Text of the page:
McDonald’s reported better-than-expected sales in the second quarter as dining rooms reopened and new chicken sandwiches drove traffic.
Revenue jumped 57% to nearly $5.9 billion in the April-June period. That beat Wall Street’s forecast of $5.6 billion, according to analysts polled by FactSet.
Global same-store sales, or sales at stores open for at least a year, were up 40.5% from the same period a year ago. It was an easy comparison; the second quarter of 2020 was the low point of the pandemic for McDonald’s, when lockdowns shuttered stores and sales fell 30%.
But even compared to 2019, a year before the pandemic hit the United States, same-store sales were 7% higher.
The reopening of dining rooms around the world has moved McDonald’s closer to what would be considered pre-pandemic normal. The UK reopened dining rooms in May, while France and Germany reopened them in June, McDonald’s said. In the United States, 70% of dining halls are now open and the company expects all to be open by Labor Day barring a resurgence of the coronavirus.
“When the markets reopen, customer demand comes back quickly,” chief financial officer Kevin Ozan said on a conference call with investors on Wednesday.
There were still a few hiccups, such as a resurgence of COVID that limited operations at restaurants in southern China.
There has also been a resurgence of infections in parts of the United States, especially in places where more people are hesitant to get vaccinated.
New menu items __ like the Crispy Chicken Sandwich in the US and the McSpicy in Australia and the UK __ boosted sales. A global meal promotion with South Korean pop group BTS __ the latest in a series that also included a meal from rapper Travis Scott __ was also a huge success. CEO Chris Kempczinski said the company is planning more celebrity connections, but also new ways to generate buzz around the brand.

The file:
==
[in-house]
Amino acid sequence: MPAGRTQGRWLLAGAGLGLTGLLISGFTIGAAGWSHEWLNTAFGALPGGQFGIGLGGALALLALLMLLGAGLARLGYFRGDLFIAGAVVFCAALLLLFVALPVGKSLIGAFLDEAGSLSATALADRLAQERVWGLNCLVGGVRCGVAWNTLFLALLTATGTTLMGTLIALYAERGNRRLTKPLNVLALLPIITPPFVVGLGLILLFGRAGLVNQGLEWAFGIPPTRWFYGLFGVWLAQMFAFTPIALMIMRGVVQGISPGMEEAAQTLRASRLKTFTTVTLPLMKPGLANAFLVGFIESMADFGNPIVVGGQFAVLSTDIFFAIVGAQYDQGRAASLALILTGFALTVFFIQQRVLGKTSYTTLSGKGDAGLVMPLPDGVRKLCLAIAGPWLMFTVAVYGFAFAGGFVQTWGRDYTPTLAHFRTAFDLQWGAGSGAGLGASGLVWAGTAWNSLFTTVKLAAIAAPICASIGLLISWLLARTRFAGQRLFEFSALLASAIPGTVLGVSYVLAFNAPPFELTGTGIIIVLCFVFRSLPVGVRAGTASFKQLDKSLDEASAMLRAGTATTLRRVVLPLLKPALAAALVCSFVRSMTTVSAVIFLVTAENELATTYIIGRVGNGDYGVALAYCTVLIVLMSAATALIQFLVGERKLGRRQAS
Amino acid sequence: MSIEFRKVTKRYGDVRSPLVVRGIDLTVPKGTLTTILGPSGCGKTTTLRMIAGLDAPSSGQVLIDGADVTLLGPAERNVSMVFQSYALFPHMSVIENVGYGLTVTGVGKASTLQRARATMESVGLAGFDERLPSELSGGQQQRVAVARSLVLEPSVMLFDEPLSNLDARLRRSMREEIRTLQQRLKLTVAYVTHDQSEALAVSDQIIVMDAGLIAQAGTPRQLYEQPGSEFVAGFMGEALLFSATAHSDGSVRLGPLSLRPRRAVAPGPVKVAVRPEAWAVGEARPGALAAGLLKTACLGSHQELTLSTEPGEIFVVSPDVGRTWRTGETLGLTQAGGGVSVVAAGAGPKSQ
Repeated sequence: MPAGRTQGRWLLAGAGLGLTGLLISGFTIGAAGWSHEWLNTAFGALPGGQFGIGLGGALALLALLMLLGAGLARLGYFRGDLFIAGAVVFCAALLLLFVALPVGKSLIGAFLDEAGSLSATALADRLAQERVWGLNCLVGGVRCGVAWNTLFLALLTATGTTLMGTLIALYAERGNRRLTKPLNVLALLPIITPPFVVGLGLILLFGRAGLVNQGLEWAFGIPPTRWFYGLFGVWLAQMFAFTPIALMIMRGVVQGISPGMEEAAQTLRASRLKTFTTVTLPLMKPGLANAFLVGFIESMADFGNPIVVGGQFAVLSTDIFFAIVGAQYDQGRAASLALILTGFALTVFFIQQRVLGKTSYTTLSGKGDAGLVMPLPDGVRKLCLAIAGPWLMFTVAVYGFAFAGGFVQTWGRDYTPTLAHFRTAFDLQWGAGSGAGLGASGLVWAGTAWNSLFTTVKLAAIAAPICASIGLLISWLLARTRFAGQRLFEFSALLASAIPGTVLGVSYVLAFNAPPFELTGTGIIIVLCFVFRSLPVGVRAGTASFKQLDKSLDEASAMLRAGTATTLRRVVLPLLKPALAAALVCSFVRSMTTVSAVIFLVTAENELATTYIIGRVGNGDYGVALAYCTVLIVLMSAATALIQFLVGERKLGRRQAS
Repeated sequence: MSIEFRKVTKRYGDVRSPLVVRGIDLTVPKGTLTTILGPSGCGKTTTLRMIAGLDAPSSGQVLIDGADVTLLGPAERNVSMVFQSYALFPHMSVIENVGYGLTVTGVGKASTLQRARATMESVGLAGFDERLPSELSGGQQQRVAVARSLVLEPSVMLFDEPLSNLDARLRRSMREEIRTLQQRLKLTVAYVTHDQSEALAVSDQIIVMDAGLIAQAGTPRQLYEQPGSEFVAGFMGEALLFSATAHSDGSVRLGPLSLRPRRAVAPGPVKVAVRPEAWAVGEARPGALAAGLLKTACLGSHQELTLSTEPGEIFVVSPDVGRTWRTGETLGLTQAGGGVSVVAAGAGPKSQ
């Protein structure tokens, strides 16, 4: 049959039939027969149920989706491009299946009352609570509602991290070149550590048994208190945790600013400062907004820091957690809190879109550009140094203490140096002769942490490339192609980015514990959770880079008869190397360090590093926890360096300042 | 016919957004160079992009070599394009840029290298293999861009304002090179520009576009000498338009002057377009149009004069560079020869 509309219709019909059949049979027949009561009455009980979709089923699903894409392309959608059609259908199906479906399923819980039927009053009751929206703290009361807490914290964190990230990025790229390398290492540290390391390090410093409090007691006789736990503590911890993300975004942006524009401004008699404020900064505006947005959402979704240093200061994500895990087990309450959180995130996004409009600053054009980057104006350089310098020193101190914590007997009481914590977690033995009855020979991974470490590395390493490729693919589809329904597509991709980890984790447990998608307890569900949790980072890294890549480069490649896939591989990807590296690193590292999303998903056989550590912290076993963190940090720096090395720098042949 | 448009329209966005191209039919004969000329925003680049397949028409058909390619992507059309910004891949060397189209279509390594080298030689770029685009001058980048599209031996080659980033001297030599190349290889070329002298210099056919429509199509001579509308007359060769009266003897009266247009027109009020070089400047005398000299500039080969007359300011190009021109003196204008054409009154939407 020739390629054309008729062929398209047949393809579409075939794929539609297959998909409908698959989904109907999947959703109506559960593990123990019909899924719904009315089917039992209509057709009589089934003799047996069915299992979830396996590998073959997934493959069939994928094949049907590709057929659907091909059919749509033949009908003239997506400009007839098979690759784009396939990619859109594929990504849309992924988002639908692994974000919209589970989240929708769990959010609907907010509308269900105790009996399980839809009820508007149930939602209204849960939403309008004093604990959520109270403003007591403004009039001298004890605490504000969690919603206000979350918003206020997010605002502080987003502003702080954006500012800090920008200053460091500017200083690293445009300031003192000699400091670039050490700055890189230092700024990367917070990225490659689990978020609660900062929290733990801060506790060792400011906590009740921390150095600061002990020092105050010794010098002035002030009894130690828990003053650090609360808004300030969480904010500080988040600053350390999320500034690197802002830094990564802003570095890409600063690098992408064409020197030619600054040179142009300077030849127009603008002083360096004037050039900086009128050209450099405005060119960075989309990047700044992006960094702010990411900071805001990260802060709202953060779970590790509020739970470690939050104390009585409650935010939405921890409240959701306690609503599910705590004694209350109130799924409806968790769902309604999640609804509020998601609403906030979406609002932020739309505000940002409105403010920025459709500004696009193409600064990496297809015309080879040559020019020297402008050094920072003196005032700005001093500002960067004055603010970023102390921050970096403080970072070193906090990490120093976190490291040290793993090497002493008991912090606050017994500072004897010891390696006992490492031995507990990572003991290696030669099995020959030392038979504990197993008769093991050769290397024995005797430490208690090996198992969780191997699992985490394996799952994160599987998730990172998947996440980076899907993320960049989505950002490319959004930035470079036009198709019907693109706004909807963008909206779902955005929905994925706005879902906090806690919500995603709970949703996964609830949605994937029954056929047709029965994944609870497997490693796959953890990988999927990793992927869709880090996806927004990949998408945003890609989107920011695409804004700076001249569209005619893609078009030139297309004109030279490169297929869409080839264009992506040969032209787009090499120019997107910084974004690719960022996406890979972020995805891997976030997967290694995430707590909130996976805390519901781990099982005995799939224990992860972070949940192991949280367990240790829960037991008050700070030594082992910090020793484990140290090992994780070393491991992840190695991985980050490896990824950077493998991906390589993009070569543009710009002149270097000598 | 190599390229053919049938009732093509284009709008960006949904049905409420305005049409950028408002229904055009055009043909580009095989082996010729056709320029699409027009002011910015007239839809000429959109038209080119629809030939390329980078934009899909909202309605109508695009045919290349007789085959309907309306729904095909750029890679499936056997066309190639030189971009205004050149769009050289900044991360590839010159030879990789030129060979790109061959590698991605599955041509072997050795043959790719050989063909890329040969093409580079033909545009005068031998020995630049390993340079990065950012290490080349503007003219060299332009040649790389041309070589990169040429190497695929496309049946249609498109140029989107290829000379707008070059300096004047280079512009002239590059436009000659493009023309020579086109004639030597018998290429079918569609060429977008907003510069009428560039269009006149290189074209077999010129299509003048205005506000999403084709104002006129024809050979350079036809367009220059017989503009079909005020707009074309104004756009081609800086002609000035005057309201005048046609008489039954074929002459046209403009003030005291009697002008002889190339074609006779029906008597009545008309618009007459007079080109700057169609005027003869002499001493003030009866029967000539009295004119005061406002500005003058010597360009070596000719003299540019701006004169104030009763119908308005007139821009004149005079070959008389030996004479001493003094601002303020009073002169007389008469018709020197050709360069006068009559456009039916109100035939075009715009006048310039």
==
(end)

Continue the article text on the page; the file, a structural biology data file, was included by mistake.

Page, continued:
“My challenge to our marketing team here at McDonald’s is to figure out what the next big idea is,” he said.
The company also raised prices 6% from a year ago to offset rising food and labor costs, which also boosted sales.
Attracting workers has been a challenge coming out of the pandemic in the United States as well as in Europe, where border restrictions have limited the supply of workers, Kempczinski said.
Like other national chains, McDonald’s raised wages to attract workers. In May, McDonald’s announced that it would increase wages at its 650 US company-owned stores to $15 an hour by 2024. Including franchise stores, McDonald’s wages rose 5% this year, Kempczinski said.
The company is seeing a growing number of job applications in the United States, particularly in states like Florida and Missouri that ended enhanced unemployment benefits in June, Kempckinsi said. In other states, these benefits end in September.
“I think there’s evidence that as the federal stimulus unfolds, you’ll see an improvement in the application rate,” Kempczinski said.
Because it’s been so hard to find enough workers, the average ordering time has taken an extra 3 seconds, Kempczinski said, but he thinks that’s a short-term issue. The company has actually improved service times by 30 seconds over the past few years.
“Winnings were too hard fought,” Kempczinski said.
The Chicago burger giant posted a net profit of $2.2 billion in the second quarter. Adjusted for one-time items, the company earned $2.37 per share. This was well above the $2.11 that Wall Street had forecast.
Shares of McDonald’s fell 2.5% to $240.07 on Wednesday amid broader and choppy trading in U.S. markets.
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